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25 March 2010

Pray as you go with Orison

Pray as you go with Orison

"Have you always lived in heaven or did you live on earth when you were young?"

That was one of the many questions put to God by pupils at Pilgrims Way primary school in Farnham. Every year group from year 6 down to two nursery classes were given the opportunity to express themselves by Orison, an organisation with one aim: to simply allow children to experience God in their own school context. 

There are no text books or philosophy classes, as in RE. Instead, there are neon lights, plasma balls, maps and bubble tubes, used in a quirky and attractive way to explain either specific Bible verses or to highlight Christian values.

The team behind the Orison project is Hugo Anson and Rachel Warwick. Hugo has a pastoral background and Rachel has expertise in running activities for pupils across the UK. They are supported by 24-7 Prayer and many dedicated volunteers from women groups, members of youth groups and parents. Rachel Halliwell, one of the mothers of the pupils said: "The project is exciting and it is even more significant because of the theme."

A prayer room is usually set up within the premises of the school and the team transforms the area into a vibrant and charming sanctuary where it's easy to relax and pray. Generally, the room is divided into zones. It can be the Image zone, Sorry zone, World zone or Bubble zone.

For instance, the image zone uses a picture of a hand to illustrate Isaiah 49:16 "See I have engraved you on the palms of my hands" then there is a short explanation of how it can be applied to individual lives. It also invites the pupils to write their names followed by a message of encouragement.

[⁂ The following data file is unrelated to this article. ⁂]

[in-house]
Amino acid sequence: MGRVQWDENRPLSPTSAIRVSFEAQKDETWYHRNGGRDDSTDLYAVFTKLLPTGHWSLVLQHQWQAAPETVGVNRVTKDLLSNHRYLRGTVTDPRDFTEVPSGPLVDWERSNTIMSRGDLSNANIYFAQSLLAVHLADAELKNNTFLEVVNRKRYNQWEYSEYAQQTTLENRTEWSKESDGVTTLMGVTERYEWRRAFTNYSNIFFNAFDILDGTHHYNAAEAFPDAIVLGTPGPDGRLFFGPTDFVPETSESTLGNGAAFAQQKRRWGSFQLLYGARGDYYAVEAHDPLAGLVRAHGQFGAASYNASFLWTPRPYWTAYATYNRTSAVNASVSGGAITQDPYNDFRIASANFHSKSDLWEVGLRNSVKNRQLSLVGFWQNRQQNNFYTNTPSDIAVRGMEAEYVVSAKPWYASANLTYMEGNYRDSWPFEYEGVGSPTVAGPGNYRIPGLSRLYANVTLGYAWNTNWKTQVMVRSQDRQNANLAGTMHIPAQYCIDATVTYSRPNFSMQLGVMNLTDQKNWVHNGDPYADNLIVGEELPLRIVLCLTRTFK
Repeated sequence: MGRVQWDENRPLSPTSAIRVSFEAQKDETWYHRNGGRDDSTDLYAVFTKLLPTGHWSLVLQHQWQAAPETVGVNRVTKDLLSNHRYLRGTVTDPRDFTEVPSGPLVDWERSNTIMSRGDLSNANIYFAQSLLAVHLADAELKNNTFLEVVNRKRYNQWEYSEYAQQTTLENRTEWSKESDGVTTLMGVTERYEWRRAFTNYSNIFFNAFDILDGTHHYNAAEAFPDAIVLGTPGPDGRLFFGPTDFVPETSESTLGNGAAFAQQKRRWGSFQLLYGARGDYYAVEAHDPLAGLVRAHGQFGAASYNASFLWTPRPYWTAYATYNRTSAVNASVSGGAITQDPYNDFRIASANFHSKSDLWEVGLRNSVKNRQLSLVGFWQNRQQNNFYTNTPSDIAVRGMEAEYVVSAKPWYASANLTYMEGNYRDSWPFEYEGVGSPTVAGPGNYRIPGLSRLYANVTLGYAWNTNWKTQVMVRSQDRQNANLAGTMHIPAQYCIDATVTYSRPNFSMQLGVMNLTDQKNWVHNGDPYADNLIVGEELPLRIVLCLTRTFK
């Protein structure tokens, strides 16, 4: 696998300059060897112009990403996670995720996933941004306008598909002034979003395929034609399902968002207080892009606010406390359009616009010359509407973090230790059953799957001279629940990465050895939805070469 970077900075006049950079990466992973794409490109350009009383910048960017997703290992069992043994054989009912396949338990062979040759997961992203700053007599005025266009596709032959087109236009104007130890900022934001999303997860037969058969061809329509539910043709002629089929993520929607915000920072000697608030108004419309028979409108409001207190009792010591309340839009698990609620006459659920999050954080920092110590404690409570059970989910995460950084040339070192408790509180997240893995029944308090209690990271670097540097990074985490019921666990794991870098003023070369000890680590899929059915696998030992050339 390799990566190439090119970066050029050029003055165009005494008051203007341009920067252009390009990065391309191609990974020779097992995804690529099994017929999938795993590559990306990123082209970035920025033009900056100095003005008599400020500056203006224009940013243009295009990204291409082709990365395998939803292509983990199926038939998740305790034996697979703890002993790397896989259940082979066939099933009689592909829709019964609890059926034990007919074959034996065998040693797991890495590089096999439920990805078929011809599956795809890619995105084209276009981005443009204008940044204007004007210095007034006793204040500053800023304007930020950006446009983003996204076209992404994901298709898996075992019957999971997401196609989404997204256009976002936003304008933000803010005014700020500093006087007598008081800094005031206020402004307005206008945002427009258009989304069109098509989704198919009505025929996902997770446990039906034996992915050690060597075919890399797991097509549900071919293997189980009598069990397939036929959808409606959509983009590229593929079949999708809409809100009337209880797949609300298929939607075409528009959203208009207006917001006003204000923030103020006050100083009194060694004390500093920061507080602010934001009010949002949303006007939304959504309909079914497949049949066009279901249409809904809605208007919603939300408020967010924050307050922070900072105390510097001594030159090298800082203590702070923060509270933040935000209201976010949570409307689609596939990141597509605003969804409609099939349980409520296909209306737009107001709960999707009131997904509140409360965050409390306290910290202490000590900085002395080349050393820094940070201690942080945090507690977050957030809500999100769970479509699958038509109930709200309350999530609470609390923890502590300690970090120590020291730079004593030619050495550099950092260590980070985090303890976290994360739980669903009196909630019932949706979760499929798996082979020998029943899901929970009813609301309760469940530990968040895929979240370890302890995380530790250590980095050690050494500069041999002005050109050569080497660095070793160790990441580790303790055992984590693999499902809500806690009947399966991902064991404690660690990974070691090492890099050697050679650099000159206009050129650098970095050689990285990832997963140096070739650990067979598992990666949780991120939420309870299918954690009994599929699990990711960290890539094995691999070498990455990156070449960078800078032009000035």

Generally, the children react positively to the whole experience. A 14- year old said: "The best bit was the image zone. It really made me think about myself and who I am."

The workshops are held during recreational hours or after lunch and the kids are free to come round or walk away. Children from any or no religion are welcomed - on average around 100 children queue to enter the Orison area at lunchtime.

Pilgrim Way's deputy head mistress, Liz Savage said: "The children adored it, the chance to be able to voice their worries was exceptionally helpful, and they came to me to talk about concerns they had in ways they hadn't really done before."

Orison strives to comply with the rules and regulations of their host school while sharing the values of Christ without compromise. It can be applied in schools, churches, youth groups and community groups. 

Hugo Anson said: "Orison is all about experience because it's evocative and allows the child to unwind and feel confident. Most of all, the activities help the children to reflect about themselves, others, the world and about God."